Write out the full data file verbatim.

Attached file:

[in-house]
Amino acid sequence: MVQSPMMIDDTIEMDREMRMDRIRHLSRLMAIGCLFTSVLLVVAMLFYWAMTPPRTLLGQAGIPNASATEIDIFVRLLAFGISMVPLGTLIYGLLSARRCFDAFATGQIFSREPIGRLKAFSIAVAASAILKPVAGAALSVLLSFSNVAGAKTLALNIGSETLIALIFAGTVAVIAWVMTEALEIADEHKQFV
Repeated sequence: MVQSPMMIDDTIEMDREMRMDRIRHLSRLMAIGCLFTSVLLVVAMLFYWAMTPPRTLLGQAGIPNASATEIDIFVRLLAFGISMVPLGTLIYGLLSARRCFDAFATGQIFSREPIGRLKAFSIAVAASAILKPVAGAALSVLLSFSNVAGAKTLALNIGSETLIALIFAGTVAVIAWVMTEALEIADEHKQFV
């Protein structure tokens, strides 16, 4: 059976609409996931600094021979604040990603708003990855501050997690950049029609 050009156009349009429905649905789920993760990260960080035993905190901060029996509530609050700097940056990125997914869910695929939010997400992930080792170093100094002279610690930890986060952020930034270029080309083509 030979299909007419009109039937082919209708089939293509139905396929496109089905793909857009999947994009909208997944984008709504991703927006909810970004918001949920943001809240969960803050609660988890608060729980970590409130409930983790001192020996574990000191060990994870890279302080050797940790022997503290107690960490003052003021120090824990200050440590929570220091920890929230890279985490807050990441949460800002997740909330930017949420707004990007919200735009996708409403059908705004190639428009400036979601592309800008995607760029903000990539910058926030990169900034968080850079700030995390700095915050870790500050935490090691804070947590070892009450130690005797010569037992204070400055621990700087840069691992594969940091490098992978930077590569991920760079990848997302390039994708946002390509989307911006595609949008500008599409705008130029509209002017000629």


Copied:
[in-house]
Amino acid sequence: MVQSPMMIDDTIEMDREMRMDRIRHLSRLMAIGCLFTSVLLVVAMLFYWAMTPPRTLLGQAGIPNASATEIDIFVRLLAFGISMVPLGTLIYGLLSARRCFDAFATGQIFSREPIGRLKAFSIAVAASAILKPVAGAALSVLLSFSNVAGAKTLALNIGSETLIALIFAGTVAVIAWVMTEALEIADEHKQFV
Repeated sequence: MVQSPMMIDDTIEMDREMRMDRIRHLSRLMAIGCLFTSVLLVVAMLFYWAMTPPRTLLGQAGIPNASATEIDIFVRLLAFGISMVPLGTLIYGLLSARRCFDAFATGQIFSREPIGRLKAFSIAVAASAILKPVAGAALSVLLSFSNVAGAKTLALNIGSETLIALIFAGTVAVIAWVMTEALEIADEHKQFV
């Protein structure tokens, strides 16, 4: 059976609409996931600094021979604040990603708003990855501050997690950049029609 050009156009349009429905649905789920993760990260960080035993905190901060029996509530609050700097940056990125997914869910695929939010997400992930080792170093100094002279610690930890986060952020930034270029080309083509 030979299909007419009109039937082919209708089939293509139905396929496109089905793909857009999947994009909208997944984008709504991703927006909810970004918001949920943001809240969960803050609660988890608060729980970590409130409930983790001192020996574990000191060990994870890279302080050797940790022997503290107690960490003052003021120090824990200050440590929570220091920890929230890279985490807050990441949460800002997740909330930017949420707004990007919200735009996708409403059908705004190639428009400036979601592309800008995607760029903000990539910058926030990169900034968080850079700030995390700095915050870790500050935490090691804070947590070892009450130690005797010569037992204070400055621990700087840069691992594969940091490098992978930077590569991920760079990848997302390039994708946002390509989307911006595609949008500008599409705008130029509209002017000629």